Hopping ahead to Prince Caspian, it melts my heart that the Pevensies were the closest thing to a loving family as young Caspian had. His aunt disliked him, and Miraz, though initially willing to have Caspian inherit the throne, clearly never loved him. I wish Lewis had shown a little more of the interactions between Caspian and the four Pevensies (I posted about that here).
What’s also amazing is Caspian did not grow up bitter and angry despite his lonely childhood. He was unsure of himself, hesitant to take the throne, but–even after learning that Miraz murdered his father, after having to flee for his life, and after having to grow up quickly while barely a teenager–he remains humble, dedicated, and able to love.
He is also realistically young and adorable. For instance, though he is taught Rhetoric (mentioned in Prince Caspian) and uses it in official situations, notice how informally he speaks around the Pevensies and other comrades. He greets Eustace cheerfully and is somewhat amused by him (though this sentiment quickly fades). He is instantly smitten with Ramandu’s daughter. And he jumps overboard himself to save the three children struggling in the sea, though he could easily have ordered someone else to do it. In short–Caspian is precious and must be protected at all costs. Do not malign his character. Or I will find you. And I will kill you.
And lastly, more head canons:
- When Peter was about 15, he shot up several inches in a growth spurt, and ended up lanky for about two years. However, this did not happen as he was growing up in Narnia, because of the physical exercise he kept up.
- When a king of Narnia, Edmund usually listened to what everyone had to say and only then spoke up, usually with an armor-piercing question or very obvious solution that everyone else had missed.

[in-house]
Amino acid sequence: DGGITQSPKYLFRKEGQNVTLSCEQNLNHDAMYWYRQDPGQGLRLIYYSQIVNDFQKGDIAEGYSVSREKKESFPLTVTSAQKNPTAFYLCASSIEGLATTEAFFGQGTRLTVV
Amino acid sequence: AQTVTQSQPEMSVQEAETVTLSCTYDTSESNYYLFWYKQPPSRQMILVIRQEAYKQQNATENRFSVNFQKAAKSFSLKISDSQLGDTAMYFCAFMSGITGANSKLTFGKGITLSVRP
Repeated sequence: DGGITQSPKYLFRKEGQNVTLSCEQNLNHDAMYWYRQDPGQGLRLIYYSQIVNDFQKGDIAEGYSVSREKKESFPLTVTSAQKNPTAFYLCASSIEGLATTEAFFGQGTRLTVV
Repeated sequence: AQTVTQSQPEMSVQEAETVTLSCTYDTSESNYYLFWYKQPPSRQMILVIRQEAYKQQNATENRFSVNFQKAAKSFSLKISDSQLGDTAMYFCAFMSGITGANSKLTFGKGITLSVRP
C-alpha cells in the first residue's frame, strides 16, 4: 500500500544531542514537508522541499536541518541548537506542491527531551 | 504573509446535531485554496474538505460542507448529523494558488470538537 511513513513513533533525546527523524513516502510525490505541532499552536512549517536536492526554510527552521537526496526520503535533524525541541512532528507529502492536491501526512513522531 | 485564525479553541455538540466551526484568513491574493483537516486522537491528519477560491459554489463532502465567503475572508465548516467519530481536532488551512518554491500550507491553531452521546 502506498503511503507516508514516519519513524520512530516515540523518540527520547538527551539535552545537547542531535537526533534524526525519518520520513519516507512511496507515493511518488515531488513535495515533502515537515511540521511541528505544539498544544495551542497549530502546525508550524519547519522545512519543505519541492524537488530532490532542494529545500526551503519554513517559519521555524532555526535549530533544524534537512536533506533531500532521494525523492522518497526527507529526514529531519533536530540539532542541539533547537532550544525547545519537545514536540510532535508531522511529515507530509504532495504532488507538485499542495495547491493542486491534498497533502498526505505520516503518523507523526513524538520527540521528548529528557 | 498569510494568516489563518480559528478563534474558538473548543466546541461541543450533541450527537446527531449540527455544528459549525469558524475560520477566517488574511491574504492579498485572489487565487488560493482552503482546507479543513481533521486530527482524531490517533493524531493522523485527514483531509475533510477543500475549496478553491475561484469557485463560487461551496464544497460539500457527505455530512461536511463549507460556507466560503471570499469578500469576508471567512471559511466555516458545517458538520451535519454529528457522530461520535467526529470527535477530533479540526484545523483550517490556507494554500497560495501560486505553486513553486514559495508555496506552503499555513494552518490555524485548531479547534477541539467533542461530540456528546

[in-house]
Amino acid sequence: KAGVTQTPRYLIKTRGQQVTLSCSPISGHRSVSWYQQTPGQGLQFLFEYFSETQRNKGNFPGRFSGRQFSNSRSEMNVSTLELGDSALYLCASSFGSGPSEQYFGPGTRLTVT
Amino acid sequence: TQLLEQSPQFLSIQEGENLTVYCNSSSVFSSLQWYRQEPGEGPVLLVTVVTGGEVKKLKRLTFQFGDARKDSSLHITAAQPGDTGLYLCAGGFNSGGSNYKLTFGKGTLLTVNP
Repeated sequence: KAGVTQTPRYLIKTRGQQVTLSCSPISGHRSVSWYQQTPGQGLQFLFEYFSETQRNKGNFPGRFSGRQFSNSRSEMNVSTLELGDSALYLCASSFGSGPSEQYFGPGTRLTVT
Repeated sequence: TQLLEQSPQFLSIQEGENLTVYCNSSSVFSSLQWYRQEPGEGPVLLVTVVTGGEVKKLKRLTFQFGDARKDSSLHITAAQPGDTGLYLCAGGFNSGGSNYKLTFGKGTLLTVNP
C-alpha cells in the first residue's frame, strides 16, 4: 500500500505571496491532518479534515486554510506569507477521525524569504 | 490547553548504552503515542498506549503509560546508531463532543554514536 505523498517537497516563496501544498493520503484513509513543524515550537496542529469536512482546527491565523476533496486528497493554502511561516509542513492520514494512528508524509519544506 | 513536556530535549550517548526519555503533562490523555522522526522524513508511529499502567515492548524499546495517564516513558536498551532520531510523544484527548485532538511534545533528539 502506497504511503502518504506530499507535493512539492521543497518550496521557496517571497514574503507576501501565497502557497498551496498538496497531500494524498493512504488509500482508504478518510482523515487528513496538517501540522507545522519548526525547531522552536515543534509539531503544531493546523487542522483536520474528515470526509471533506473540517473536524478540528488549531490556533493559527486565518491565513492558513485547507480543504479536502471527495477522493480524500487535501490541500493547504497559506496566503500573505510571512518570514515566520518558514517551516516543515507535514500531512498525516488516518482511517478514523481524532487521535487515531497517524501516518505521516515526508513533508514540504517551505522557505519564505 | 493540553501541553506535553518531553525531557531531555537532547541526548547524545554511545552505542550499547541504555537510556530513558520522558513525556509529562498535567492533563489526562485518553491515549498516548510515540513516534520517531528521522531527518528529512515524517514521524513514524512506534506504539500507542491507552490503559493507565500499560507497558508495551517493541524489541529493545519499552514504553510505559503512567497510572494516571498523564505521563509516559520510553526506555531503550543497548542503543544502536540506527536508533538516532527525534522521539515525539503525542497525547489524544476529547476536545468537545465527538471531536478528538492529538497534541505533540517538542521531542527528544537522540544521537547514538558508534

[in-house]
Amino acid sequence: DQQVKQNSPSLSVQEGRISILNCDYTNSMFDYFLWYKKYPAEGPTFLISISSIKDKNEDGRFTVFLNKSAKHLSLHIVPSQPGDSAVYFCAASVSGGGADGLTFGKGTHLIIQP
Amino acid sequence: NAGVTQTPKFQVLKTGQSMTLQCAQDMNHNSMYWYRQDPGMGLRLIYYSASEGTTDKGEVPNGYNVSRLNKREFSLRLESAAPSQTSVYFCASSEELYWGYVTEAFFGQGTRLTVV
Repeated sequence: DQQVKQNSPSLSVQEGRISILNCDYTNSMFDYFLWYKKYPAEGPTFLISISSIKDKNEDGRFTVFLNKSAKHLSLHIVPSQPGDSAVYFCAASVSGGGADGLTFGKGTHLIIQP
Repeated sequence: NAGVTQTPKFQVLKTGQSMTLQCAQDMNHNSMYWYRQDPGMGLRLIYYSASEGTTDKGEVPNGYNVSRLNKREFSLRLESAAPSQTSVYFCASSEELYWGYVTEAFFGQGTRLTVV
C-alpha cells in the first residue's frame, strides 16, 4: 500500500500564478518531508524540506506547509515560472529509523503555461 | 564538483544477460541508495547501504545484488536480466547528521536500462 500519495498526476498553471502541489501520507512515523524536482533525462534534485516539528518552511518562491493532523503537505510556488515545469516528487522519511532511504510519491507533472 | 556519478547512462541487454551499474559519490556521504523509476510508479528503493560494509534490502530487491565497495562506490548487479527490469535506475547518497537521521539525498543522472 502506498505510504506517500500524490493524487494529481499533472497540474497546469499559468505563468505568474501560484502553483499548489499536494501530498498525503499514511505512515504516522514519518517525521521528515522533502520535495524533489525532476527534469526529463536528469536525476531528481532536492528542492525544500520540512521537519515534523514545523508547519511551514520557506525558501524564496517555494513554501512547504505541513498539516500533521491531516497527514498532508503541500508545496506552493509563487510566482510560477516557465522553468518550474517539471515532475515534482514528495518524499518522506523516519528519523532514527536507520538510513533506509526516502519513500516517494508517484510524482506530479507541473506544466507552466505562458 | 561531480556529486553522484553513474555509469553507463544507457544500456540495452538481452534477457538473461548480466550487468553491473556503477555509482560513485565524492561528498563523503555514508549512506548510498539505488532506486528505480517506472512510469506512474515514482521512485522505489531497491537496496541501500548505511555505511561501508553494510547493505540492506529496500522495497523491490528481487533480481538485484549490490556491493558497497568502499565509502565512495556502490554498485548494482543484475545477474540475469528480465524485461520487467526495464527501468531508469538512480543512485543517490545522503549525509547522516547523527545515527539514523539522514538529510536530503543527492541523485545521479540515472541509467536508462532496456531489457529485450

- Susan learned to play the harp in Narnia, and she became quite good at it.
- Though Peter discourages any suitors unworthy of his sisters, he’s particularly protective of Lucy, since she’s the youngest, very innocent, and his favorite sister.
- In fact, he knows that Susan can hold her own, but that Lucy would be entirely too kind and sensitive to anyone obnoxious, thereby accidentally giving the wrong suitors hope.
- Lucy has no idea that she is Peter’s favorite sister. It has never crossed her mind that you can even have favorites among family members.
- Lucy likes to play outside, and she brings home anything of interest that she finds: a feather, a oddly shaped rock, and colorful pebble, an old snail’s shell, colorful leaves, bunches of flowers…
- Caspian is terrible at arithmetic. (Lewis never even lists math as one of the subjects he was taught, though he surely learned it at some point.)
- While he goes about his daily duties, Caspian often wonders what the Pevensies are doing at that moment in their world.
- Early in his reign, when he found himself confused/overwhelmed by some political matter, he found himself wishing he could consult the High King.
- Which led to the hope that just perhaps, Aslan would let the four of them return one day.
- He even began to look for them at unexpected times.
- On the other hand, Caspian did not realize it was the Pevensies (and guest) who appeared in the Narnian seas…he just saw three people struggling in open water and promptly dived overboard (like the precious, caring person that he is).
- Caspian revived the art of navigation in Narnia…by applying the astronomy principles he learned from Dr. Cornelius.
- As much as he loved his astronomy lessons, he also loves just stargazing for fun.
- During the water shortage on the Dawn Treader, Caspian actually shared some of his rations with Eustace, and Edmund shared his with Lucy (Lewis states that Edmund and Caspian had been sleeping badly since the shortage began; and given their natures, it’s conceivable they were looking out for the younger characters).